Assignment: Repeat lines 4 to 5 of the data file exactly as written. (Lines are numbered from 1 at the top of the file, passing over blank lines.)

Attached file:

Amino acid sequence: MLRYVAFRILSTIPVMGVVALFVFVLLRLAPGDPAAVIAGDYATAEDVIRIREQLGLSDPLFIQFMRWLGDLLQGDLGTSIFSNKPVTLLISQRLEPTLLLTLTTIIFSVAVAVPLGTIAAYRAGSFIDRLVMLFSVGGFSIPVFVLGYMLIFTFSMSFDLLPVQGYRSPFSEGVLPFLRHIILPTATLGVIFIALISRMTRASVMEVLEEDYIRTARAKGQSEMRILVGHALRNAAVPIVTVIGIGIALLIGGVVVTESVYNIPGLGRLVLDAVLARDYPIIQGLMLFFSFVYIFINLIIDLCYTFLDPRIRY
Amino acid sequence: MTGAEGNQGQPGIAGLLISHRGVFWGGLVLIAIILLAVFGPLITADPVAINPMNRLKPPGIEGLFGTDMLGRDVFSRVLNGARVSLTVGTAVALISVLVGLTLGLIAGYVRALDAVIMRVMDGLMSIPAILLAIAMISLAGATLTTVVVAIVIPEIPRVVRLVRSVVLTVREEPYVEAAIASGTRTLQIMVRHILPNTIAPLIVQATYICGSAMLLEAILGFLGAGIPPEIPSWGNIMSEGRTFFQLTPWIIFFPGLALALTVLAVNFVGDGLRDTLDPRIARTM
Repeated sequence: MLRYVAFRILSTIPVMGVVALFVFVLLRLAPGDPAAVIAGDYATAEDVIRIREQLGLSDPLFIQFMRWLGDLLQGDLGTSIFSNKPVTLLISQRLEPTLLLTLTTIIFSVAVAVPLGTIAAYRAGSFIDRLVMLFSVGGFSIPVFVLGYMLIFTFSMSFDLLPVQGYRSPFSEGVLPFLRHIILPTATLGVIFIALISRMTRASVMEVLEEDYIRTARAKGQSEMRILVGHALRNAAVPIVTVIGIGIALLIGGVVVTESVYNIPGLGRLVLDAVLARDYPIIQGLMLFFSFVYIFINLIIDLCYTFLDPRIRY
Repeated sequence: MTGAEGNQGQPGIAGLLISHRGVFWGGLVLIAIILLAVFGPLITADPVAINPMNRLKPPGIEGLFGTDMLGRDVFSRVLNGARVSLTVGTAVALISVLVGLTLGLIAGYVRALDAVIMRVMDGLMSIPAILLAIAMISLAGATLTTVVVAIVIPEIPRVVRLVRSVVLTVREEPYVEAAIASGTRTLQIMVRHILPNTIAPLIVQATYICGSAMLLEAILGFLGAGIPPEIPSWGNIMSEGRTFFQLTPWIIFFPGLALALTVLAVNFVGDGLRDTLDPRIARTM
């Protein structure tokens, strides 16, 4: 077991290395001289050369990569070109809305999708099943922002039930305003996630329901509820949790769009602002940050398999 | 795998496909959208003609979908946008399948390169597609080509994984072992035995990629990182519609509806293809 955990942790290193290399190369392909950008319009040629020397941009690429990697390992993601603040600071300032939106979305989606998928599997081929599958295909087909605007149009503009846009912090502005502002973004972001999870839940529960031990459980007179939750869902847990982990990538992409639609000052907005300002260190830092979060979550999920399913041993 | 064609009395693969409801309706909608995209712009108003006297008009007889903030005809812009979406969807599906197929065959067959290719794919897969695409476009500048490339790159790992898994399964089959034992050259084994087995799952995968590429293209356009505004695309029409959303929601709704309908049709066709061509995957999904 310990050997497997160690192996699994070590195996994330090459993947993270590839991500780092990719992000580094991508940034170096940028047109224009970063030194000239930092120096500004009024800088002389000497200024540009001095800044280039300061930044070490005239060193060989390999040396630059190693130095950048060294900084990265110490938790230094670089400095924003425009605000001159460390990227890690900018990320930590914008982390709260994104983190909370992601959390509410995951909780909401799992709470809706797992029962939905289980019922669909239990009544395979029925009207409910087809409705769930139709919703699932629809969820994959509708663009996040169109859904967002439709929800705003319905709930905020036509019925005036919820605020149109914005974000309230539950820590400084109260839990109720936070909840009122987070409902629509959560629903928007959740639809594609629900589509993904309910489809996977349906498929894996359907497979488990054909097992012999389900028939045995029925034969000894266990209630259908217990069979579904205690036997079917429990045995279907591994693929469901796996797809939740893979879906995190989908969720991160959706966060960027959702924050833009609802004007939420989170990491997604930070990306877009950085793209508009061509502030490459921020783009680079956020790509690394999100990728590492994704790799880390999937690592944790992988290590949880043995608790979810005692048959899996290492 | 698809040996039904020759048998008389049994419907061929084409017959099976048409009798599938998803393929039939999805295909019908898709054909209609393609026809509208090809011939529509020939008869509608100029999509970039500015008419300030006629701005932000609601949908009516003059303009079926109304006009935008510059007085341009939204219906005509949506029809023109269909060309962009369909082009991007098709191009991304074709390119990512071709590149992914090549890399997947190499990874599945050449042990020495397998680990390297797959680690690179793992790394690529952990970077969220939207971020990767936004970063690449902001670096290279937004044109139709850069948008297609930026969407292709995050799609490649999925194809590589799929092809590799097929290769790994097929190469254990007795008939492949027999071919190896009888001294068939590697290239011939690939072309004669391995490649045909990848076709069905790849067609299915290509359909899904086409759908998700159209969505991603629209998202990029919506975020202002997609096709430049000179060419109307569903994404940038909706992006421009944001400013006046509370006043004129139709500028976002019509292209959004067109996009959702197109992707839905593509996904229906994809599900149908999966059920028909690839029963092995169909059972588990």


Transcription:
Repeated sequence: MTGAEGNQGQPGIAGLLISHRGVFWGGLVLIAIILLAVFGPLITADPVAINPMNRLKPPGIEGLFGTDMLGRDVFSRVLNGARVSLTVGTAVALISVLVGLTLGLIAGYVRALDAVIMRVMDGLMSIPAILLAIAMISLAGATLTTVVVAIVIPEIPRVVRLVRSVVLTVREEPYVEAAIASGTRTLQIMVRHILPNTIAPLIVQATYICGSAMLLEAILGFLGAGIPPEIPSWGNIMSEGRTFFQLTPWIIFFPGLALALTVLAVNFVGDGLRDTLDPRIARTM
């Protein structure tokens, strides 16, 4: 077991290395001289050369990569070109809305999708099943922002039930305003996630329901509820949790769009602002940050398999 | 795998496909959208003609979908946008399948390169597609080509994984072992035995990629990182519609509806293809 955990942790290193290399190369392909950008319009040629020397941009690429990697390992993601603040600071300032939106979305989606998928599997081929599958295909087909605007149009503009846009912090502005502002973004972001999870839940529960031990459980007179939750869902847990982990990538992409639609000052907005300002260190830092979060979550999920399913041993 | 064609009395693969409801309706909608995209712009108003006297008009007889903030005809812009979406969807599906197929065959067959290719794919897969695409476009500048490339790159790992898994399964089959034992050259084994087995799952995968590429293209356009505004695309029409959303929601709704309908049709066709061509995957999904 310990050997497997160690192996699994070590195996994330090459993947993270590839991500780092990719992000580094991508940034170096940028047109224009970063030194000239930092120096500004009024800088002389000497200024540009001095800044280039300061930044070490005239060193060989390999040396630059190693130095950048060294900084990265110490938790230094670089400095924003425009605000001159460390990227890690900018990320930590914008982390709260994104983190909370992601959390509410995951909780909401799992709470809706797992029962939905289980019922669909239990009544395979029925009207409910087809409705769930139709919703699932629809969820994959509708663009996040169109859904967002439709929800705003319905709930905020036509019925005036919820605020149109914005974000309230539950820590400084109260839990109720936070909840009122987070409902629509959560629903928007959740639809594609629900589509993904309910489809996977349906498929894996359907497979488990054909097992012999389900028939045995029925034969000894266990209630259908217990069979579904205690036997079917429990045995279907591994693929469901796996797809939740893979879906995190989908969720991160959706966060960027959702924050833009609802004007939420989170990491997604930070990306877009950085793209508009061509502030490459921020783009680079956020790509690394999100990728590492994704790799880390999937690592944790992988290590949880043995608790979810005692048959899996290492 | 698809040996039904020759048998008389049994419907061929084409017959099976048409009798599938998803393929039939999805295909019908898709054909209609393609026809509208090809011939529509020939008869509608100029999509970039500015008419300030006629701005932000609601949908009516003059303009079926109304006009935008510059007085341009939204219906005509949506029809023109269909060309962009369909082009991007098709191009991304074709390119990512071709590149992914090549890399997947190499990874599945050449042990020495397998680990390297797959680690690179793992790394690529952990970077969220939207971020990767936004970063690449902001670096290279937004044109139709850069948008297609930026969407292709995050799609490649999925194809590589799929092809590799097929290769790994097929190469254990007795008939492949027999071919190896009888001294068939590697290239011939690939072309004669391995490649045909990848076709069905790849067609299915290509359909899904086409759908998700159209969505991603629209998202990029919506975020202002997609096709430049000179060419109307569903994404940038909706992006421009944001400013006046509370006043004129139709500028976002019509292209959004067109996009959702197109992707839905593509996904229906994809599900149908999966059920028909690839029963092995169909059972588990």